Took the bar off twice, cleaned out some of the sawdust as well as I could with a screwdriver, reset it with the proper tension (enough slack (thanks to JR Bob Dobbs) so that the groove teeth stayed in the groove, but a little bow in the chain). Lubed it each time. Started up fine and seized with tight chain after 5 8" cuts through hemlock.

    Might have to clean out the clutch and drive sprocket.
    Some sawdust remained, didn't have a waterpick, flamethrower or pressurewasher on hand.

    Does the tip sprocket need cleaning and lube?
    Lubed it twice.



    If you’ve taken the bar off recently did you put it back together correctly? All the right parts in the right place and orientation? Washers/nuts and such? Can you move the bar up and/or down when you think it’s all tightened?
    I think so. Did this twice as noted above. Didn't have access to a maul.


    This is kind of a reach, but is the chain brake mechanism fully functional and correctly adjusted?
    I think so. After the fixes, it cut fine for 5 or6 cuts, then the chain tightened again. I'm not wearing boat shoes.

    Another reach - did you throw the chain recently? Sometimes the drive links can get damaged causing drag in the groove on the bar.
    No.

    If none of that works might want to try a new chain to see if that fixes things…and maybe a new bar.
    New chain as of this morning. Headed to the bar shortly.

    I’m sitting in DEN, trying to get home in spite of delayed flights, so this is a welcome diversion.
    I do my best to divert, as evidenced.

    Edit: when the saw is put together, adjusted, and ready but not running can you pull the chain smoothly along the bar? That might ID a tip problem.
    Yes. After each of the 2 reassembles, the chain pulled fine.

    Oiler might be plugged, but oil is draining.
    Merde De Glace On the Freak When Ski
    >>>200 cm Black Bamboo Sidewalled DPS Lotus 120 : Best Skis Ever <<<

  10. #1960
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    Dec 2005
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    15,986
    To check the oiler function rev it up while pointing the bar at some paper or something (without touching) and you should see some oil spray or splatter on whatever you point it at.

  11. #1961
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    Sep 2001
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    Quote Originally Posted by Meadow Skipper View Post
    To check the oiler function rev it up while pointing the bar at some paper or something (without touching) and you should see some oil spray or splatter on whatever you point it at.
    Wife declined.
    Merde De Glace On the Freak When Ski
    >>>200 cm Black Bamboo Sidewalled DPS Lotus 120 : Best Skis Ever <<<

  12. #1962
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    Dec 2005
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    Quote Originally Posted by Buster Highmen View Post
    Wife declined.

  13. #1963
    Join Date
    Mar 2008
    Location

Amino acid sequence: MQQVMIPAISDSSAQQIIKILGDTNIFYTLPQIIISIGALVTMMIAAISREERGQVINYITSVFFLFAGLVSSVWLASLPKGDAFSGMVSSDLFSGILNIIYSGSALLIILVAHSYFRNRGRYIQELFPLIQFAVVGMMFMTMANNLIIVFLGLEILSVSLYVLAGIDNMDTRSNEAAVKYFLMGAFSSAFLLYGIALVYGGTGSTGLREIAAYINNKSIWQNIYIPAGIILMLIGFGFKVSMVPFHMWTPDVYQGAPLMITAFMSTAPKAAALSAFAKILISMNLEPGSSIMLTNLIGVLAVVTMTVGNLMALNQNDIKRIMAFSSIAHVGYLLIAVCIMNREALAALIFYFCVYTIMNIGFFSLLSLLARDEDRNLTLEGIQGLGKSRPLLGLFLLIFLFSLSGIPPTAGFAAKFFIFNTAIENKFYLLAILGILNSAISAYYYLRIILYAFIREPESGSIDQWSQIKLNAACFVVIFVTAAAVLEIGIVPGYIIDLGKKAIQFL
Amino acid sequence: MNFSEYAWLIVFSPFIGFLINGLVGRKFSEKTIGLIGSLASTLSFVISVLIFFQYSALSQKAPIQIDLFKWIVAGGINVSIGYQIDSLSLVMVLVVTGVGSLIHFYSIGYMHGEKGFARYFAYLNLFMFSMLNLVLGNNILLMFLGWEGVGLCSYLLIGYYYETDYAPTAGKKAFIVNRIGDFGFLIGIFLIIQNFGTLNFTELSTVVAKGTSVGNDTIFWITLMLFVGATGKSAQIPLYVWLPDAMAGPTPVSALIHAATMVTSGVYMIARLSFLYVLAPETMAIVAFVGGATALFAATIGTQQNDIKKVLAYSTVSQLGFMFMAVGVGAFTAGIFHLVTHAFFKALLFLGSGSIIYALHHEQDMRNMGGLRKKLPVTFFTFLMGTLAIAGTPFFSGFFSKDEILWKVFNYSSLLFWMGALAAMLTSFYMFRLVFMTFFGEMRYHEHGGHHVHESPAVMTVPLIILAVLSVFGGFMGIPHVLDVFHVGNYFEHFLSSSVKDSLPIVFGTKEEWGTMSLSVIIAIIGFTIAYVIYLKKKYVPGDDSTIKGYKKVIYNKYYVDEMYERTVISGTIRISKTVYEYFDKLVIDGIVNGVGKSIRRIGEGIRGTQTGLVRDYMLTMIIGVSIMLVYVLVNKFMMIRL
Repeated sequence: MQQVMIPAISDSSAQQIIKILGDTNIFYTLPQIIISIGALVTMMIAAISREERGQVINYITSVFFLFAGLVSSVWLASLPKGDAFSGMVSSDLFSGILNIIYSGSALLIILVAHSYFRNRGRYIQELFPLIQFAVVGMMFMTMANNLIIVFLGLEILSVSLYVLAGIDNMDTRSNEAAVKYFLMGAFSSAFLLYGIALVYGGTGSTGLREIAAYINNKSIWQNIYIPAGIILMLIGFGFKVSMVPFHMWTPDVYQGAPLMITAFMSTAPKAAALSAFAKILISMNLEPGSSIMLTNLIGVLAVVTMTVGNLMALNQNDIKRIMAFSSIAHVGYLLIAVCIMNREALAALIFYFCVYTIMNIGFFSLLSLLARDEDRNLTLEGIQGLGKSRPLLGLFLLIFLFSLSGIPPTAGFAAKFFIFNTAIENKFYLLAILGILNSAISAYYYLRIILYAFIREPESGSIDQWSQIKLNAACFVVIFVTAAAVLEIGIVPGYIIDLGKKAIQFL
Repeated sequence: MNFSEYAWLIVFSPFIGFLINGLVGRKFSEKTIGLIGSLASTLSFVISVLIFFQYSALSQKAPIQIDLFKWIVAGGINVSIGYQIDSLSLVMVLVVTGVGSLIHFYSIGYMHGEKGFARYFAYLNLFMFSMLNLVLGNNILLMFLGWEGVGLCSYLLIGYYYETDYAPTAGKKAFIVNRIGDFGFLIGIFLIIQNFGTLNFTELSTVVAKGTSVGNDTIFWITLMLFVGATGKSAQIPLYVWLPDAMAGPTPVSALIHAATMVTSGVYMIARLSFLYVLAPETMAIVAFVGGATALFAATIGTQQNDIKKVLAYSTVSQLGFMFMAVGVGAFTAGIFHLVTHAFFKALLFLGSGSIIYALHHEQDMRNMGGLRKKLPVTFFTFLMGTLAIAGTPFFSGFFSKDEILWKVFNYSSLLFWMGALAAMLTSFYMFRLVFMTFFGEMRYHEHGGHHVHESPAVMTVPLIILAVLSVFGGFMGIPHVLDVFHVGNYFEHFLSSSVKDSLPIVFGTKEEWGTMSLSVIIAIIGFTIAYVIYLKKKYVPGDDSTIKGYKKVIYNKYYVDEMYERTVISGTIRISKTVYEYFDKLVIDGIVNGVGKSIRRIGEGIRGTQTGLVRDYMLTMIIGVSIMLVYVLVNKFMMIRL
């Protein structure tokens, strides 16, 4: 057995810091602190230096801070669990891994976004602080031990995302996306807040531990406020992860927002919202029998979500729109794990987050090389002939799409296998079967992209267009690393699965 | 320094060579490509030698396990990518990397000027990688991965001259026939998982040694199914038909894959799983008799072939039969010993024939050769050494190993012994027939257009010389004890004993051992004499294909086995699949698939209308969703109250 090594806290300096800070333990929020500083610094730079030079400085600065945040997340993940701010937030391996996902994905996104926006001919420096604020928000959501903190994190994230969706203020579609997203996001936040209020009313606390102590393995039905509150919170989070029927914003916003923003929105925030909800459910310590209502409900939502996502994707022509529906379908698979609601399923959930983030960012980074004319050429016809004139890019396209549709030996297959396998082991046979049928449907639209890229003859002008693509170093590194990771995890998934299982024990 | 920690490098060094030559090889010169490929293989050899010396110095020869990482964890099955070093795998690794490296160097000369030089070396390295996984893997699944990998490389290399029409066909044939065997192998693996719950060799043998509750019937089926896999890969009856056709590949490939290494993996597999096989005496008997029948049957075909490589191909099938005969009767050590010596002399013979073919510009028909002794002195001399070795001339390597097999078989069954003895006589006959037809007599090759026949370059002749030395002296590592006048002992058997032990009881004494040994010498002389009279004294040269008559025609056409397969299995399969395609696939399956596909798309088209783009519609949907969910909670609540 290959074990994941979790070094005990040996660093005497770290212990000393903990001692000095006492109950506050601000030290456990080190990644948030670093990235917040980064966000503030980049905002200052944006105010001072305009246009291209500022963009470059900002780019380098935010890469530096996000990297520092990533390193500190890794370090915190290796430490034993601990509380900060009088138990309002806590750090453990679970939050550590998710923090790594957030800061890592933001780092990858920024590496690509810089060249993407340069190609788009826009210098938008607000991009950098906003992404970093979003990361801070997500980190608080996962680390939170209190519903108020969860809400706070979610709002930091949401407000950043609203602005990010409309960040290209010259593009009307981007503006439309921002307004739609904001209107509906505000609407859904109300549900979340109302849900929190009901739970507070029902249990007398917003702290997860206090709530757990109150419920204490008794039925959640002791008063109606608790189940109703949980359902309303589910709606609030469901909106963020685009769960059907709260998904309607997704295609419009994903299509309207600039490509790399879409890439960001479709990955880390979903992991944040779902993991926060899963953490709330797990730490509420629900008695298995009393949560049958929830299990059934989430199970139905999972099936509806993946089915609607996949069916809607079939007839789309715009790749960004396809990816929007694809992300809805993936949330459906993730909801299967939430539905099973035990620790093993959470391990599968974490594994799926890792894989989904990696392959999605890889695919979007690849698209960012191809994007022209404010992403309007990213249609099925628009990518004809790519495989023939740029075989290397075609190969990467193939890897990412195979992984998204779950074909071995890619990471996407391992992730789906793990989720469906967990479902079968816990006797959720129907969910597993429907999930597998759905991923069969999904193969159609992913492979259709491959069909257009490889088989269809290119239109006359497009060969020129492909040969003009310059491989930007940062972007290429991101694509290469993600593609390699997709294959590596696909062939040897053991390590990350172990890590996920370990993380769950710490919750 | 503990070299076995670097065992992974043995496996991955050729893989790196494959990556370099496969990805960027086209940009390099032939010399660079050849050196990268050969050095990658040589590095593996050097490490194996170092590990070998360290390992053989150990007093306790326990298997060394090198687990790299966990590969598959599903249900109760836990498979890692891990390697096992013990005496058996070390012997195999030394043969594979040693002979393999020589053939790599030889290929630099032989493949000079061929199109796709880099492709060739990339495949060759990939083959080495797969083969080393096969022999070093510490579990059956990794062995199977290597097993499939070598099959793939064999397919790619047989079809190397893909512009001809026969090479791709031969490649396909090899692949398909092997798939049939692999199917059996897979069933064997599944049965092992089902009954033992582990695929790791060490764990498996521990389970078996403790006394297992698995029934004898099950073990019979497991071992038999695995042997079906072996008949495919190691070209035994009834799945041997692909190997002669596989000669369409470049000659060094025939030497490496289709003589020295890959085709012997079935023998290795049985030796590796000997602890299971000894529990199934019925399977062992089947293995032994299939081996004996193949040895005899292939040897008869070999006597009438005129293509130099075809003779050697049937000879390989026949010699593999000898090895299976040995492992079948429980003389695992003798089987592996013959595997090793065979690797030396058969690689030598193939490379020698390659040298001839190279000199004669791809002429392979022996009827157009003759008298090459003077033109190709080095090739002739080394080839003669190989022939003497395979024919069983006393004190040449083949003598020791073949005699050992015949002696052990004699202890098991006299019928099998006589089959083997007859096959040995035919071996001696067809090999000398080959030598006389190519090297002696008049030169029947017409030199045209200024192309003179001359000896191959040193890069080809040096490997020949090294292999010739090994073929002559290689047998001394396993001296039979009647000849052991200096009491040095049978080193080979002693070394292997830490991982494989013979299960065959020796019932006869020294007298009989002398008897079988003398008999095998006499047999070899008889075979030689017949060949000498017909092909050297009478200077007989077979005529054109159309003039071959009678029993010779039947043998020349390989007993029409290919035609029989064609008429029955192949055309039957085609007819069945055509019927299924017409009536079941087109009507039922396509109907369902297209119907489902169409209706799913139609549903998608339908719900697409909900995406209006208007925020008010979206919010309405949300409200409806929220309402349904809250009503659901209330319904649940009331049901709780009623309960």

northern BC
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    31,376
    Quote Originally Posted by Meadow Skipper View Post
    Haven’t heard of that issue but start by taking the bar off and clean everything in the adjustment mechanism and tightening stuff. Clean out the groove in the bar of all the chips and sawdust - go deep with some thin piece of metal.

    Might have to clean out the clutch and drive sprocket.

    Does the tip sprocket need cleaning and lube?

    If you’ve taken the bar off recently did you put it back together correctly? All the right parts in the right place and orientation? Washers/nuts and such? Can you move the bar up and/or down when you think it’s all tightened?

    This is kind of a reach, but is the chain brake mechanism fully functional and correctly adjusted?

    Another reach - did you throw the chain recently? Sometimes the drive links can get damaged causing drag in the groove on the bar.

    If none of that works might want to try a new chain to see if that fixes things…and maybe a new bar.

    I’m sitting in DEN, trying to get home in spite of delayed flights, so this is a welcome diversion.

    Edit: when the saw is put together, adjusted, and ready but not running can you pull the chain smoothly along the bar? That might ID a tip problem.
    I do the maintenance schedule ^^ every day of operation

    but I'm pretty sure STOP is to run the saw until it doesnt run then fuck around with the screws on the carb and then post on TGR " Fucking husky/ sthil/ your saw of choice, how come this fucking thing doesnt run ? "

    and I've seen guys who should know better show up with a saw and a bunch of parts from the saw store to start rebuilding the saw on the tailgate

    I found a dakine builder's pack on-line so i'm excited about that
    Last edited by XXX-er; 06-11-2024 at 01:18 PM.
    Lee Lau - xxx-er is the laziest Asian canuck I know

  14. #1964
    Join Date
    Aug 2018
    Posts
    1,363
    Chain tensioner might be worn out.

    Bar nuts might be worn.

    Nose sprocket could be worn or the whole bar.

    Hopefully something simple. Good luck at it.

  15. #1965
    Join Date
    May 2012
    Location
    PNW
    Posts
    775

    The chainsaw thread...

    Quote Originally Posted by Buster Highmen View Post
    New chain as of this morning. Headed to the bar shortly.